The MD88 does have a b!tching Betty voice that says all kinds of things like; Flllaaps, and Overpseed. And the Airbuses will call you a Retard, twice!

The 777 has an AOA indication in the upper right corner of the ADI but it's small and we were never taught to use it properly. The airplane has other low speed warnings before you get into the red on the AOA, right on the airspeed tape and will yell "Stall Stall" at you too. Still, the Asiana guys managed to get way behind the power curve on a clear day in SFO.:rolleyes:

rickair7777 11-23-2014 07:06 AM


Originally Posted by USMCFLYR (Post 1765011)
You didn't read a single link I suggested or any of the series of posts by Fred Scott did you?

If you had - then you would heard what most of the GA pilots were saying about the utility of the AoA instruments currently available at a relatively low cost to the GA community. You don't have to have "grown up with it" to appreciate the benefits. That is a gross overstatement to the training required to effectively utilize it. We're not asking the recreational pilot to use it to the extent, or for the purposes, that the fighter pilots used it on a routine basis.

Btw - I was flying before the military so I wasn't initially trained AT ALL on its use or benefits. It wasn't until T-34C training that I was introduced to it and I could still see the benefits of such information. When I got back into civilian (professional) flying did I find to my surprise that the turbine equipment I was then training on did not have any AoA information available.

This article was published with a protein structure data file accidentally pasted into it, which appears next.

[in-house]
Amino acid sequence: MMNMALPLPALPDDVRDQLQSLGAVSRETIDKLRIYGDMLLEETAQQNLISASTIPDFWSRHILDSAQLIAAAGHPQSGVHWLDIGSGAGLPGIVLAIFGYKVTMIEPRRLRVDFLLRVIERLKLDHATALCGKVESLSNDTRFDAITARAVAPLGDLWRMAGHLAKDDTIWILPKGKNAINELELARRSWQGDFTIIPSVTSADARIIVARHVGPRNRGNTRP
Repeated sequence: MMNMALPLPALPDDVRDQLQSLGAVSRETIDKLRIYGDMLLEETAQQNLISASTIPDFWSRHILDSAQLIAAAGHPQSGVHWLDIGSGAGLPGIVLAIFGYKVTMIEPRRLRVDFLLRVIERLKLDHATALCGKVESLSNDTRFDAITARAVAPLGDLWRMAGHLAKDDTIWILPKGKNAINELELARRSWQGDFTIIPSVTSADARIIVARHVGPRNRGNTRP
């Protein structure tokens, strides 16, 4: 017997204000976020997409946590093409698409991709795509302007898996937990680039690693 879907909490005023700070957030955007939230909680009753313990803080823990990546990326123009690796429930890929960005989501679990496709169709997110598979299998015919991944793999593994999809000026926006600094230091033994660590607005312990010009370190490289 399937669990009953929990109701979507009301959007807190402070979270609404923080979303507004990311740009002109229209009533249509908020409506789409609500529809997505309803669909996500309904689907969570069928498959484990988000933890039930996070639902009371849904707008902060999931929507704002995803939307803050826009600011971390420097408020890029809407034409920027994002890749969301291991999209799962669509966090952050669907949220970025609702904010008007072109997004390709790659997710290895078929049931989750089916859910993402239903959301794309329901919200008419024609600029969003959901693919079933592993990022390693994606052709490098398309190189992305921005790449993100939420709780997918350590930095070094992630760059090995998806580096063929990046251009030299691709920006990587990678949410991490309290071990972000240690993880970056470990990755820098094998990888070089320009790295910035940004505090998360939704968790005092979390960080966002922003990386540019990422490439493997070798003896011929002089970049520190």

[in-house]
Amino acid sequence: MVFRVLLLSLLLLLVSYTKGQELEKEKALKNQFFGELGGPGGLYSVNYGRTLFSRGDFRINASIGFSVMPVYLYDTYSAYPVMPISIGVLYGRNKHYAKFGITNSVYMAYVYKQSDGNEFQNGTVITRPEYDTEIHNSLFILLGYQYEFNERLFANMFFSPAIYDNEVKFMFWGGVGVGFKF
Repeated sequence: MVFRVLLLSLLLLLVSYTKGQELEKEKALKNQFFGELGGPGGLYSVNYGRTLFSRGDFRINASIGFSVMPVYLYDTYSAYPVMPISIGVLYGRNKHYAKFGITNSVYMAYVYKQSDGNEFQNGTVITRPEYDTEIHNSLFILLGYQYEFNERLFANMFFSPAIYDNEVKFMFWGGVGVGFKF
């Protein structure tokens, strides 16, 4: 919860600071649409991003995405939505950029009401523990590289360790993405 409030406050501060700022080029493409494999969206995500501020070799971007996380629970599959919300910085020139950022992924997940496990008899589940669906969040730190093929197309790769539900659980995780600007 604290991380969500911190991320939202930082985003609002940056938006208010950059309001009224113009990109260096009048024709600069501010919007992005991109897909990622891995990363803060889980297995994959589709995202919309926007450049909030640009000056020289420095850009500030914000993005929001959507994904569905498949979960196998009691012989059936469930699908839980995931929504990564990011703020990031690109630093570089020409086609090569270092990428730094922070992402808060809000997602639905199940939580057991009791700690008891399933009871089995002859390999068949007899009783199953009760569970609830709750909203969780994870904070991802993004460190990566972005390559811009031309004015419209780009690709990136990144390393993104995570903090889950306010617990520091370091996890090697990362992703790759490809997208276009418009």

Of course I read it. I have no problem at all with people using it if they want to, assuming they are savvy enough to learn how and develop the right habits. Some rich guys who just buy the latest techie fad for their airplanes, thinking that money buys safety margin, are more likely to just get distracted by an AoA or mis-use it.

But if this is going to be the next great leap in GA safety, as some folks advocate, then it will need to be incorporated into early training.

I'm not giving you grief on this; it was jetjoc who was a bit caustic.

rickair7777 11-23-2014 07:27 AM


Originally Posted by Cubdriver (Post 1768746)
I think a large scale shift in flight training over to using AoA concepts would be appropriate.


I agree, it would be good. But it's a big, big step...the FAA would have to mandate this, adjust FAR 61, and educate the CFI population.

Then primary trainers would all need AoA gauges...along with their ADS-B out.

None of the big flight schools are going to do it unless it's mandated...it would drive their costs above their competitors in the short term.

I'm not sure I can envision a practical roadmap to get there...AOPA and the FAA (and maybe the NBAA) would have to agree, and the RAA would fight it tooth-and-nail since it would increase the cost of fresh seat-meat ever so slightly, and would impact their training programs.

Yoda2 11-23-2014 08:31 AM

When I started this thread I wasn't sure what to expect; probably some yes, no or maybe so's... Instead it has turned into a great and fruitful conversation and thank you everyone, even Cardio! Anything new, or new to a person, often gets met with resistance, skepticism and misunderstanding. It's natural and generally a good thing; part of the vetting process. It would be interesting to put Orville and Wilbur in the cockpit of a modern jetliner or even a well equipped GA aircraft. I'm not sure if they would be full of amazement, wonder and approval, or their heads would explode!